Top Scoops

Book Reviews | Gordon Campbell | Scoop News | Wellington Scoop | Community Scoop | Search

 

INCIS Soap Opera Looks Destined To Head To Court

The INCIS soap opera's latest twist yesterday was an unexpected one with IBM calling it a day. Now all parties are crying havoc and have let slip the dogs of legal action.

The overdue project to make information technology a useful tool for police has so far cost more than $132 million dollars, more than $35 million over the initial budget and three years late in completion.

IBM's version of events seems to be at this stage that the Police kept changing the contract and when asked to renegotiate the police and government had been obdurate.

However conflicting stories are emerging over why IBM has pulled out.

IBM pulled out saying that the contract was now far different and more complex to that originally agreed upon between the police and IBM.

IBM spokesman Fred McNeese who is based in Tokyo said the contract originally signed up to by IBM was continually changing. In the 4000 page contract 900 changes had been made.

Mr McNeese said that left IBM doing additional work without being paid for it.

Mr McNeese said the police nowl have a sophisticated system that's infinitely better than the old one.

It seems likely that now the Government and IBM are headed for a court battle.

Finance Minister Sir William Birch said this morning that the Government will either try to force IBM to honour the contract, or will seek compensation, and he isn't ruling out litigation.

Sir William, who was brought in several weeks ago as a troubleshooter, said IBM had offered to complete the contract, but on terms different to those in the original agreement. He said that was unacceptable to the Government.

In turn Sir William Birch said IBM had advised the Crown that it would not honour its INCIS contract obligations.

At present police are left with just stage one of the project operational - the most basic level. The critical crime-fighting parts - stages two and three - remain incomplete.

Cabinet approved INCIS five years ago, and it was expected to be up and running by March 1998.

However the cost blew out to $119 million by December 1997 as problems escalated. This year, with the project nearly three years behind schedule, the final cost was estimated at $132 million.

IBM says it is reassigning the staff who have been working on the project. About 125 consultants have been told their role developing stage two and three of INCIS is now over.

All along Incis has been promoted by the Police Commissioner Peter Doone who is now under increasing pressure to keep his job.

Commenting on this Police Association spokesman Greg O'Connor said "it is pretty hard for the man who has been in charge of the project right from the start to walk away from it".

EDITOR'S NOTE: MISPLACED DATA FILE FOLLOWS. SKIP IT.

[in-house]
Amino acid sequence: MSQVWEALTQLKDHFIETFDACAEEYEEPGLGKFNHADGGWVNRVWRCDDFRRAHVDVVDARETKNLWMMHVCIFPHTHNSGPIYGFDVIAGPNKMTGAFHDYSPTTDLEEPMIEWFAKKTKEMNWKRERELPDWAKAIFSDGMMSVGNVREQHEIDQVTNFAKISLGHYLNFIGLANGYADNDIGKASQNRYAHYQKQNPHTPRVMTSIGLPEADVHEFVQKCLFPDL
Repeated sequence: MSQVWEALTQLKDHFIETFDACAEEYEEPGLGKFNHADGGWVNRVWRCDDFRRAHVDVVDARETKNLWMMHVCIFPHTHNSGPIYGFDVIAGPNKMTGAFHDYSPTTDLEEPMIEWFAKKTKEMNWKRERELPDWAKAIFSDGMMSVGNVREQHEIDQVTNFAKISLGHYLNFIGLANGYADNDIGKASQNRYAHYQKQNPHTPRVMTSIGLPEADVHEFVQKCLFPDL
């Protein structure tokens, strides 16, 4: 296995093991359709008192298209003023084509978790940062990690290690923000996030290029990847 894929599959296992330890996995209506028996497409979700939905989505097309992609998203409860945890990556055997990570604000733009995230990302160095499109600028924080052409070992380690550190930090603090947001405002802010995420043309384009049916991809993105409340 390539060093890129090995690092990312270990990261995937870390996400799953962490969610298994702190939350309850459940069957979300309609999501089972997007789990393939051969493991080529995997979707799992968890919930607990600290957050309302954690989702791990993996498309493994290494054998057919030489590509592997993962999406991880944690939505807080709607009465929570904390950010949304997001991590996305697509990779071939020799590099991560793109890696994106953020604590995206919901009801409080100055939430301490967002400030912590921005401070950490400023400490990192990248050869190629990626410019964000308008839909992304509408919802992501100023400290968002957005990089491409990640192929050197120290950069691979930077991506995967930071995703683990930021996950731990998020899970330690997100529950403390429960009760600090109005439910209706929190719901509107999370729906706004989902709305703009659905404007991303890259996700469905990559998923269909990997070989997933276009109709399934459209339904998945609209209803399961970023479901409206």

"That is something Doone is going to have to sort out with his employers," O'Connor said.

Meanwhile Labour's police spokesman, George Hawkins, is calling for a commission of inquiry into what went wrong.

"If there is not a full inquiry I think most New Zealanders will feel doubly cheated - by $100 million and then by not having answers supplied," he said.

IBM says it has made no profit from the Incis project - in fact the computer giant says it has lost a significant amount of money trying to implement the system.

It says legal action to recover those losses is one option IBM is investigating.

This morning Police Commissioner Peter Doone was interviewed on National Radio's morning report and said the police still planned to complete the project.

He implied that the police was investigating options including using other computer companies to complete the project to its original design - which he described as a great design.

(continuing…)

© Scoop Media

 
 
 
Top Scoops Headlines

 

Veronika Meduna on The Dig: Kaitiakitanga - Seeing Nature As Your Elder

The intricate interconnections between climate change and biodiversity loss, and how this disruption impacts Māori in particular. More>>

ALSO:

Gordon Campbell: On China And Hong Kong (And Boris)

In the circumstances, yesterday’s move by Lam to scrap – rather than merely suspend – the hated extradition law that first triggered the protests three months ago, seems like the least she can do. It may also be too little, too late. More>>

ALSO:

Gordon Campbell: On Ensuring Boris Gets Blamed For Brexit

Everyone needs to step back and let Johnson have his ‘no deal’ Brexit, since that’s the only way of making sure that the current Tory leadership gets to wear the consequent turmoil. More>>

ALSO:

Dave Hansford on The Dig: Whose Biodiversity Is It Anyway?

The DOC-led draft Biodiversity Strategy seeks a “shared vision.” But there are more values and views around wildlife than there are species. How can we hope to agree on the shape of Aotearoa’s future biota? More>>

ALSO:

There Is A Field: Reimagining Biodiversity In Aotearoa

We are in a moment of existential peril, with interconnected climate and biodiversity crises converging on a global scale to drive most life on Earth to the brink of extinction… These massive challenges can, however, be reframed as a once in a lifetime opportunity to fundamentally change how humanity relates to nature and to each other. Read on The Dig>>

ALSO:

 
 
 
 
 
 
 
 
  • PublicAddress
  • Pundit
  • Kiwiblog